# ETM Undecidability

I'm having trouble convincing myself of the proof for the following theorem:

$$E_{TM} = \{\langle M\rangle\mid M$$ is a TM and $$L(M) = \emptyset\}$$ is undecidable.

I think I understand why we reduce $$A_{TM}$$ to this problem, where $$A_{TM} = \{\langle M, w\rangle\mid M$$ is a TM and $$M$$ accepts $$w\}$$, but here is where I get lost. We create a modified TM $$M_1$$ such that:

$$M_1=$$ "On input $$x$$:

1. If $$x\neq w$$, reject.
2. If $$x = w$$, run $$M$$ on input $$w$$ and accept if $$M$$ does."

and consequently create a TM $$S$$ that decides $$A_{TM}$$:

$$S=$$ "On input $$\langle M, w\rangle$$, an encoding of a TM $$M$$ and a string $$w$$:

1. Use the description of $$M$$ and $$w$$ to construct the TM $$M_1$$ just described.
2. Run $$R$$ on input $$\langle M_1\rangle$$.
3. If $$R$$ accepts, reject; if $$R$$ rejects, accept."

My issue here lies with line 3 of TM $$S$$. If $$R$$ accepted, then we must have had $$x = w$$ and $$L(M) = \emptyset$$, and $$S$$ would have rejected. Likewise, if $$R$$ rejected, then we must have had $$x\neq w$$ (where $$x$$ could be any string but $$w$$). Yet $$S$$ would accept this, even though the 'goal' for $$S$$ was to accept string $$w$$. Can someone show me how to think about this correctly? It would be very much appreciated.

• Note that you can use LaTeX here to typeset mathematics in a more readable way. See here for a short introduction. – Raphael Mar 1 '16 at 7:48
• The title you have chosen is not well suited to representing your question. Please take some time to improve it; we have collected some advice here. Thank you! – Raphael Mar 1 '16 at 7:48
• @Raphael. This is almost entirely non-mathematical pseudocode. I fail to see why LaTeX would be a significant improvement here. – Rick Decker Sep 27 '16 at 0:13
• You haven't specified what $R$ is, leaving us to puzzle out what it is from context. Yes, it's not hard, but it would be better if you simply leveled out that speedbump. – Rick Decker Sep 27 '16 at 0:17
• @RickDecker Four of six code blocks are clearly mathematical formulae. – Raphael Sep 27 '16 at 7:23

The approach is a little different from usual reduction is because $A_{TM}$, the accepting language, is RE and $E_{TM}$, the empty language, is co-RE.

Therefore we need to reduce $A_{TM}$ instance to $E_{TM}$ instance in such a way that

$\langle M,w \rangle \in A_{TM}$ iff $M_1 \not\in E_{TM}$

We construct $M_1$ from $\langle M,w \rangle$ as follows:

$M_1$:
Input: $x$
If $x\neq w$ then reject
else if $x=w$ then Run Universal TM on $\langle M,w \rangle$ and accept if $M$ accepts $w$ (i.e. output the answer of Universal TM).

Step 1 of the Turing Machine $S$ does exactly the reduction from $\langle M,w \rangle$ to $M_1$.

We prove by contradiction that $E_{TM}$ is undecidable. Assume $E_{TM}$ is decidable by a Turing machine $R$. Then we can show that $A_{TM}$ is decidable by reducing an instance $\langle M,w \rangle$ of $A_{TM}$ to instance $M_1$ of $E_{TM}$, get an answer using $R$ on $M_1$ and then flip the answer. But $A_{TM}=L_u$, the universal language, is undecidable. Hence by contradiction $E_{TM}$ is undecidable.

Turing Machine $R$ is used (in OP's description) to tell that if there is a Turing Machine $R$ which decides $E_{TM}$ then we can use it to decide $A_{TM}$. And since we know that $A_{TM}$ is undecidable, surely we can't have such an $R$ and therefore $E_{TM}$ is undecidable too.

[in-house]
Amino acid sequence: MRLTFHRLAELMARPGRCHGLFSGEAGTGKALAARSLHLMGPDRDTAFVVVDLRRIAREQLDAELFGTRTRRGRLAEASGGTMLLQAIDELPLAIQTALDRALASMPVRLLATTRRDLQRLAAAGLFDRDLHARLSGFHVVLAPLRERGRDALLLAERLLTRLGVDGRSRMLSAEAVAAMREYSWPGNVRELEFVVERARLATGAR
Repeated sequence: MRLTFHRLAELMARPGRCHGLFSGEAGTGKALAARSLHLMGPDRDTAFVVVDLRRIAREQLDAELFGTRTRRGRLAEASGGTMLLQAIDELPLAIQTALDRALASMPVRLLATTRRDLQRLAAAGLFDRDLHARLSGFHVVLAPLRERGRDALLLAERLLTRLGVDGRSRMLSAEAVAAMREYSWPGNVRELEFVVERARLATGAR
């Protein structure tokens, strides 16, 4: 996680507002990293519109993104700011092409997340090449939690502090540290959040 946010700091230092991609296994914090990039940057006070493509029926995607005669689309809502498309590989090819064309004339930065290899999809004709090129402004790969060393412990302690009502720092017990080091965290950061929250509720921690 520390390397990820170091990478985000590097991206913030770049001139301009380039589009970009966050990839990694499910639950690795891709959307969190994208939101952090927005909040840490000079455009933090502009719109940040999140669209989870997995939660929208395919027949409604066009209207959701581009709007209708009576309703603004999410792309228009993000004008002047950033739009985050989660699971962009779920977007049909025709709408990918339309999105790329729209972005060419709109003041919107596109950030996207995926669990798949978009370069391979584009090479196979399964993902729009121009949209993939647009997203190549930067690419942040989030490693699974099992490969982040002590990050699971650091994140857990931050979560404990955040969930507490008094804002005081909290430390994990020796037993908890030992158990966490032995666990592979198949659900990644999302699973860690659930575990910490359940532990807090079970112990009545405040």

Turing machine $S$ (again in OP's description) is a machine that decides $E_{TM}$ if there is an availability of Turing machine $R$ that decides $A_{TM}$ by flipping the answer.

• I'm sorry, why is this an answer? – Ran G. Apr 29 '16 at 2:37
• We prove by contradiction. Assume $E_{TM}$ is decidable. Then we can show that $A_{TM}$ is decidable by reducing an instance $\langle M,w \rangle$ of $A_{TM}$ to instance $M_1$ of $E_{TM}$, get an answer and then flip it. But $A_{TM} = L_u$, the universal language is undecidable. Hence by contradiction $E_{TM}$ is undecidable. – Shreesh Apr 29 '16 at 13:37
• I don't understand. Can you specify the reduction: what is S (formally), and what is R? Flipping the answer of $A_{TM}$ doesn't necessarily give $E_{TM}$, right? – Ran G. Apr 29 '16 at 13:42
• I used the definition of $S$ given by OP. He is confused by $R$ and has not specified what $R$ is. $R$ is the machine that decides $E_{TM}$ if we assume that $E_{TM}$ is decidable for the sake of contradiction. Step 1 of $S$ is the reduction as given by OP. Step 2 is running $R$ on input $f(x) = M_1$ and Step 3 is flipping the answer. – Shreesh Apr 29 '16 at 13:54
• OK, I missed the OP's notations. It may be helpful if the answer was more self contained. – Ran G. Apr 29 '16 at 14:09

In answer to your question about line 3 of the description of $S$, let's first clarify things a bit: we assume there is a decider, $R$, for $E_{TM}$ and we use this to build a decider, $S$, for $A_{TM}$ (thus eventually establishing that such an $R$ is impossible).

With that out of the way, your question is about what happens when $R$ accepts $\langle M_1\rangle$:

1. Since $R$ was assumed to be a decider for $E_{TM}$, $R$ accepts $\langle M_1\rangle$ if and only if $L(M_1)=\varnothing$.
2. From the way $M_1$ was constructed, that can happen only if $M$ doesn't accept $w$ (since $M_1$ rejects everything else),
3. So $R$ will accept $\langle M_1\rangle$ only if $\langle M, w\rangle\notin A_{TM}$.

Similarly,

1. $R$ will reject $\langle M_1\rangle$ iff $L(M_1)\ne\varnothing$,
2. And that can only happen when $M$ accepts $w$,
3. And hence $R$ will reject $\langle M_1\rangle$ only if $\langle M, w\rangle\in A_{TM}$.

Finally, since $S$ was designed to do the opposite of what $R$ does, we've constructed a decider for $A_{TM}$, which of course is a contradiction, so $E_{TM}$ must be undecidable.